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Italy in World Cup do-or-die today

Italy must overcome a one goal deficit at the San Siro

Italy’s Federico Bernardeschi and Stephan El Shaarawy during training.

Italy’s Federico Bernardeschi and Stephan El Shaarawy during training.

Italy face Sweden at the San Siro today in  crunch second leg of their World Cup qualifying play-off, which could see the hosts fail to feature in the top tournament since 1958.

Friday's first leg in Stockholm saw the Swedes win 1-0.

The following are some of the talking points ahead of the return match.

Italy on the brink of a new low

Things have not gone well for Italy at World Cups since they won the competition for the fourth time in 2006, with them making group-stage exits in both 2010 and 2014.

But it really will be something if they fail to even get to Russia 2018 - the last World Cup finals they did not feature at was in 1958. Should that occur, it seems certain it will spell the end for the tenure of boss Gian Piero Ventura, who has come under increasing pressure as the qualifying campaign has gone on.

Buffon's final bow?

Failure today could also mean a disappointing conclusion to the remarkable international career of Italy's captain Gianluigi Buffon. The 39-year-old goalkeeper has 174 caps, was part of the 2006 triumph and hopes to play at a record sixth World Cup finals next summer. He has been keen in the build-up to Monday's game to try to keep the focus on the team as a whole, stressing with regard to the prospect of his retirement that that situation "doesn't matter at all" at the moment.

Another feisty encounter?

It will be interesting to see how much physical edge there is to today's contest given the extent of it on Friday.

It was certainly notable on the Swedish side, from the moment in the opening seconds when Ola Toivonen's elbow caught Leonardo Bonucci in the face - although a yellow card for Marcus Berg was the only booking for the hosts in the match, while Italy's Marco Verratti picked up a caution that rules him out of the second leg. Bonucci, who sustained a broken nose, was later quoted as saying the Swedes "grappled with us throughout". Meanwhile, of the Italians, Sweden defender Ludwig Augustinsson said: "They fell over a lot, they were doing their usual tricks. If any team played dirtier than the other, it was Italy.''

Sweden on a roll

Reaching a first World Cup finals since 2006 would cap what has been some year so far for Sweden. The first-leg result made it seven wins from 11 games for Janne Andersson's side in 2017, which has also included victories against Portugal and France and thrashings of Slovakia (6-0), Belarus (two 4-0 wins), and Luxembourg (8-0).

Ventura wants Italy to qualify by "playing football"

Beleaguered Italy coach Gian Piero Ventura said his team would try to qualify for the World Cup by “playing football”.

The 69-year-old Ventura - the oldest-ever coach in Italy’s history -- said it would take him months to listen to all the advice he had received as he bids to overturn Friday's 1-0 first leg defeat in Stockholm. 

"We are Italy and, if we qualify, I would like to be able to say that we did it by playing football," Ventura told reporters. "I don't know what sort of game it will be but I hope it will be played in the correct spirit."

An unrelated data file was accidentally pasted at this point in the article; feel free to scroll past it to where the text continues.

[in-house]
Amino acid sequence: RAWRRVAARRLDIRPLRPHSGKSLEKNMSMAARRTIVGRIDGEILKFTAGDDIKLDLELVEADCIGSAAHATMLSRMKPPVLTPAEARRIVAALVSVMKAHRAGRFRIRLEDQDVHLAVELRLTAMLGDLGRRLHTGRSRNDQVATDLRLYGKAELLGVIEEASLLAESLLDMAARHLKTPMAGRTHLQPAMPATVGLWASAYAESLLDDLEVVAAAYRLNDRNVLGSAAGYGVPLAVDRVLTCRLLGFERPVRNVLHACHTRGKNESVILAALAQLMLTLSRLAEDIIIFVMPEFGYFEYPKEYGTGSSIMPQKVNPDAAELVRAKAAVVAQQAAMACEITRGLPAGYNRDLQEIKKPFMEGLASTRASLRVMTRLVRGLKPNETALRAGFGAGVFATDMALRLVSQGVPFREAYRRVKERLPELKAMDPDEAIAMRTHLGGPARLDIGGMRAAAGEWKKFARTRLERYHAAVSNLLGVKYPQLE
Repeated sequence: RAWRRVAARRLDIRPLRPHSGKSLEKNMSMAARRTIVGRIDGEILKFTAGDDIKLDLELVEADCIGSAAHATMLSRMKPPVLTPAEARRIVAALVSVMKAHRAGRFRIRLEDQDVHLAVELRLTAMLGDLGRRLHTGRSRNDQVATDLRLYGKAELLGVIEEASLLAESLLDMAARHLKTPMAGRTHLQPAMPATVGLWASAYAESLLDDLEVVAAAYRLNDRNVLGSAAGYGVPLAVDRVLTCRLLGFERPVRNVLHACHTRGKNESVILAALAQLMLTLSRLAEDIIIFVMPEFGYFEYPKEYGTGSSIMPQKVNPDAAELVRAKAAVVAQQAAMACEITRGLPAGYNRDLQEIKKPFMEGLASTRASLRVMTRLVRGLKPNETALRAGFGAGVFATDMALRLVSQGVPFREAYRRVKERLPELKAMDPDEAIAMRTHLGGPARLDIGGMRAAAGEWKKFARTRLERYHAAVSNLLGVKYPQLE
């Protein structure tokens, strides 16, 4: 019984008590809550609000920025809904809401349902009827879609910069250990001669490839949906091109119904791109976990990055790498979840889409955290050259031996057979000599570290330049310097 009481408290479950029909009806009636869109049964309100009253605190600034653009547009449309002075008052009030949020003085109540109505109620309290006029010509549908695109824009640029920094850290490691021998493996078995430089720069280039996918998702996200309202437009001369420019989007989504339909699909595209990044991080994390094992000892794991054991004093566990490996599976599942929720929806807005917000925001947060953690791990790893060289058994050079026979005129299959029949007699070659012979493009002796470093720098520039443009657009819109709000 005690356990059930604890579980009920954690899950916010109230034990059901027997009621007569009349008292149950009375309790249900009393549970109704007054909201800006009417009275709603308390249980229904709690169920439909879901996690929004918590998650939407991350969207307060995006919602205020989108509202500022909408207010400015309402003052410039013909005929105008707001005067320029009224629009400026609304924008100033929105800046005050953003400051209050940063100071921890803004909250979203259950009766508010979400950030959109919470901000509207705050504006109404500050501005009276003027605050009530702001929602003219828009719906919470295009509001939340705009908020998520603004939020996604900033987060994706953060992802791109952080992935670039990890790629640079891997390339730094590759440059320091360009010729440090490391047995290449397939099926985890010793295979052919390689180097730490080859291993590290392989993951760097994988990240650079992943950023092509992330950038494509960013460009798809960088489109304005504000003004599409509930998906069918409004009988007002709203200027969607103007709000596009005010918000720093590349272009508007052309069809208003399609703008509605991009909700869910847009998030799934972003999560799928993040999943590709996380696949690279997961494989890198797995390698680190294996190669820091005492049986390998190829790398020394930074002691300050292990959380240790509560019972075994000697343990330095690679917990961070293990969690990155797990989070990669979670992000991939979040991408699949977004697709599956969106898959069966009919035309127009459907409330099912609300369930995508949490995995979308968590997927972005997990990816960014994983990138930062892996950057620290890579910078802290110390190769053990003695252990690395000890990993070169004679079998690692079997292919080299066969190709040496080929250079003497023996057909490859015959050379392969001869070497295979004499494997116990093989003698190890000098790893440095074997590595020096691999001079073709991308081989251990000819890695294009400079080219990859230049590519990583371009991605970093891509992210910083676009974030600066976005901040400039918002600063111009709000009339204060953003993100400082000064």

"It's an important match for us and our history.- Buffon

Ventura's tactics and team selection have been the subject of heated debate.

He ditched his preferred 4-2-4 formation for a 3-5-2 in Friday's match and Italians are eager to see what he will come up with today and who will replace suspended midfielder Marco Verratti. 

Goalkeeper Gianluigi Buffon said the team were in a state of "high tension".

"It's an important match for us and our history," said the 39-year-old. "It's important for football in our country that we qualify for the World Cup."

"I am approaching this like the eve of any important event. I'm tense, but it's the right amount of tension."

"Humble" Sweden taking nothing for granted against Italy

Sweden say they are taking nothing for granted as they head to Milan. 

"It's not a normal qualifier where, when the game is over, you can celebrate the three points. We're only halfway through this double-header," midfielder Sebastian Larsson said.

"We're fully aware of the task ahead of us, going to Italy with a slender 1-0 lead. To keep a clean sheet was obviously something we really wanted and we're pleased with that. We re-focus and go again."

Larsson and his team mates put in an enormous defensive effort to snuff out Italy's attack, and the midfielder was limping at the end. He says, however, there is no risk of him missing the return.

Larsson, who has played 95 times for his country, but never appeared at a World Cup finals, believes staying grounded will be crucial to Sweden reaching the tournament finals in Russia next year.

"We're going to stay humble and do everything we can to progress," he said.

We're going to stay humble and do everything we can to progress.- Larsson

Sweden captain Andreas Granqvist says the Italians will have to be careful about how they approach today's decisive game.

"I don't think Italy are a team that are just going to attack, because then they know that we will create chances and maybe score a goal in Italy, and then they need to score three," he told Reuters.

"But of course, they play at home and they will have to be a little bit more attacking."

Granqvist, who spent two years at Italian club Genoa, laughed when asked about Italy's complaints over the physical nature of Friday's clash.

"It's fantastic," he said. "As a defender, you have to be really tough, but in a good way. I think the referee kept it good -- of course there were some situations they were angry about, but this is football."

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